An Eveleth native, Palazzari played hockey for Colorado College and more than 100 NHL games for the St. Louis Blues, then served as USA Hockey's executive director from 2000 to 2005. A few years later, when the top job for the top hockey museum in the country opened up, Palazzari jumped at the chance to move home and again work alongside USA Hockey to promote the history of the American game.

That move came after some uncertainty for the Hall in the 1990s and 2000s. Eveleth is the rightful place to honor the roots of American hockey, as it is one of those northern communities where the game first took root. It is also three hours from Minneapolis/St. Paul, and in a relatively remote part of the nation, a far journey from the halls that honor football, baseball, basketball and other American sports. That isolation and a lack of funding led to some hard times, but community support has made a positive difference.

A decade or more ago, there was talk about relocating the Hall to the Twin Cities or another more populous locale, in an effort to attract more visitors. But through hard work, advanced marketing and promotion, along with some generous fiscal assistance from USA Hockey, the Minnesota Wild and others, the Hall is on much more solid ground today.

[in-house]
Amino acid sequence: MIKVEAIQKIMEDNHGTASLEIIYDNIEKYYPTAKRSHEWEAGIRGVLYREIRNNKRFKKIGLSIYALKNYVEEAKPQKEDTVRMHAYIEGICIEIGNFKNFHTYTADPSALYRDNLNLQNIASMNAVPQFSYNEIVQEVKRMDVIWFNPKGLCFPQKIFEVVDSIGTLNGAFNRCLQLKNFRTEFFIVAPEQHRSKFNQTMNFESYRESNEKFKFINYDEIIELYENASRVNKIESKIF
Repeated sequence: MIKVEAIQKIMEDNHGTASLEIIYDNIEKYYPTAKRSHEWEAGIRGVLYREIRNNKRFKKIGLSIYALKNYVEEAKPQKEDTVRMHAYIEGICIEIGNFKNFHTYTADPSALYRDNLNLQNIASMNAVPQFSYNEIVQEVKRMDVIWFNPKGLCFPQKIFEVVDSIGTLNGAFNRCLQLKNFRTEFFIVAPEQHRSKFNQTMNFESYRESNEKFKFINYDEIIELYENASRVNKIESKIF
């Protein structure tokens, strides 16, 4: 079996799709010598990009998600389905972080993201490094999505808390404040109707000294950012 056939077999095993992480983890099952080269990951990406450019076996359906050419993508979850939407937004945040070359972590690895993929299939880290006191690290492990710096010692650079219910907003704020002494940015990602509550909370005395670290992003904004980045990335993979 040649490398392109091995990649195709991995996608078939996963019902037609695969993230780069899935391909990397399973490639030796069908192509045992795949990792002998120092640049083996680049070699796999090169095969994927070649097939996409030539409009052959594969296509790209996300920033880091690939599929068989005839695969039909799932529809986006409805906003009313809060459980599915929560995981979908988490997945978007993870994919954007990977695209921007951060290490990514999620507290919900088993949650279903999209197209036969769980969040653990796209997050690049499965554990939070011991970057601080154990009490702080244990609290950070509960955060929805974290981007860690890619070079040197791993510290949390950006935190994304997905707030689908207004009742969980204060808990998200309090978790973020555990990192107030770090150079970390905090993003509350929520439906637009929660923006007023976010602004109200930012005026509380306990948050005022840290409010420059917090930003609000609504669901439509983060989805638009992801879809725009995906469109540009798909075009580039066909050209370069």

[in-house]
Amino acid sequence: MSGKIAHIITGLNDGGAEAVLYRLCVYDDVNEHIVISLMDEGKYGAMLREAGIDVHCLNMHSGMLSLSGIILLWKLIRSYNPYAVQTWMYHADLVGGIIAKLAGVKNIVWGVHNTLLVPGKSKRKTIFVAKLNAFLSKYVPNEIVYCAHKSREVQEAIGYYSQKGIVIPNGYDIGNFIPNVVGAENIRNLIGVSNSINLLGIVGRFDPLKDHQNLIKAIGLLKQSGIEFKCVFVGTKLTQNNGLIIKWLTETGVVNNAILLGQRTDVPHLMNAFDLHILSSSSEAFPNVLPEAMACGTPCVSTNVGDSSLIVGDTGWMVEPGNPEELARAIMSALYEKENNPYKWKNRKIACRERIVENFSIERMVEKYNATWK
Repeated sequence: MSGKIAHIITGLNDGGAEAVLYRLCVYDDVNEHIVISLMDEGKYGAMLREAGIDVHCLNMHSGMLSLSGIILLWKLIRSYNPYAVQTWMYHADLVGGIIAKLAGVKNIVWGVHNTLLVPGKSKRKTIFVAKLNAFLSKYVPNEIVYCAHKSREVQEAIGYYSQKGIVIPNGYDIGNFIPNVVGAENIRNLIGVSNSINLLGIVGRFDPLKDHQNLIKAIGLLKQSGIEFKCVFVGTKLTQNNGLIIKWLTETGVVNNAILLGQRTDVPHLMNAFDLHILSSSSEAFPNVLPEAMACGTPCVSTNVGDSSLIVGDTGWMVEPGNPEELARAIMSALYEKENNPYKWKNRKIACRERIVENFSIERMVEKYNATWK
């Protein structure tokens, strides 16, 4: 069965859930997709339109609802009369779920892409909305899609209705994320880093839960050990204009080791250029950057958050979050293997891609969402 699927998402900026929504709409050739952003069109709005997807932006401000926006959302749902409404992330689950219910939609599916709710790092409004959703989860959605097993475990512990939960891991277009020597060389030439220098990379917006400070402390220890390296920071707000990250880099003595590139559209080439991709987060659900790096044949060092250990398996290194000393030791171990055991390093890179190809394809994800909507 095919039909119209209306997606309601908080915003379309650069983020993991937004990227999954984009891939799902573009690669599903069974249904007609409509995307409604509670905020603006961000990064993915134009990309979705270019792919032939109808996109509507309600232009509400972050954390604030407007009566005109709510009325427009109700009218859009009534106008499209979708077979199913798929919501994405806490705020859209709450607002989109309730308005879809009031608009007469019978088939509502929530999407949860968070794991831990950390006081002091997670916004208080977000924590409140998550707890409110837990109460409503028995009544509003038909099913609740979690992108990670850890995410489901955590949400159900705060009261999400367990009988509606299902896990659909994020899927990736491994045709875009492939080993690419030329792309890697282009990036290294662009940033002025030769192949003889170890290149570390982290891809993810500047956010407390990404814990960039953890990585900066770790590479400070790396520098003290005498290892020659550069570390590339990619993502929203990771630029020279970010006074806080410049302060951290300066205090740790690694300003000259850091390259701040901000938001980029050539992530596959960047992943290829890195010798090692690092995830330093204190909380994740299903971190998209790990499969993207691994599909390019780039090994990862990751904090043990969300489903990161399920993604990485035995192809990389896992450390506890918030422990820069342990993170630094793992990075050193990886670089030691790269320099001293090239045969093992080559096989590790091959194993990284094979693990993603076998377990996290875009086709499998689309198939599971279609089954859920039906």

In addition to financial assistance, USA Hockey maintains a detailed website (ushockeyhalloffame.com) with myriad information about the hall and its members. USA Hockey plans and produces a gala induction ceremony each year in major hockey markets like Buffalo, Minneapolis and Philadelphia, and is currently planning one for 2017.

"There was talk years ago about moving [the Hall], before USA Hockey got back on board in a supportive way, which is good, so we have a strong partnership," said Palazzari, who was a member of the Hall's class of 2000. "We also have a strong board that's dedicated to keeping the museum here, and we have done very well."

Annual attendance leveled off in 2016 after five consecutive years of growth, but the Hall usually welcomes between 10,000 and 12,000 visitors yearly, open every day in the summer and on weekends in the winter, when youth hockey teams often make it a must-see stop when they come to the Iron Range for tournaments.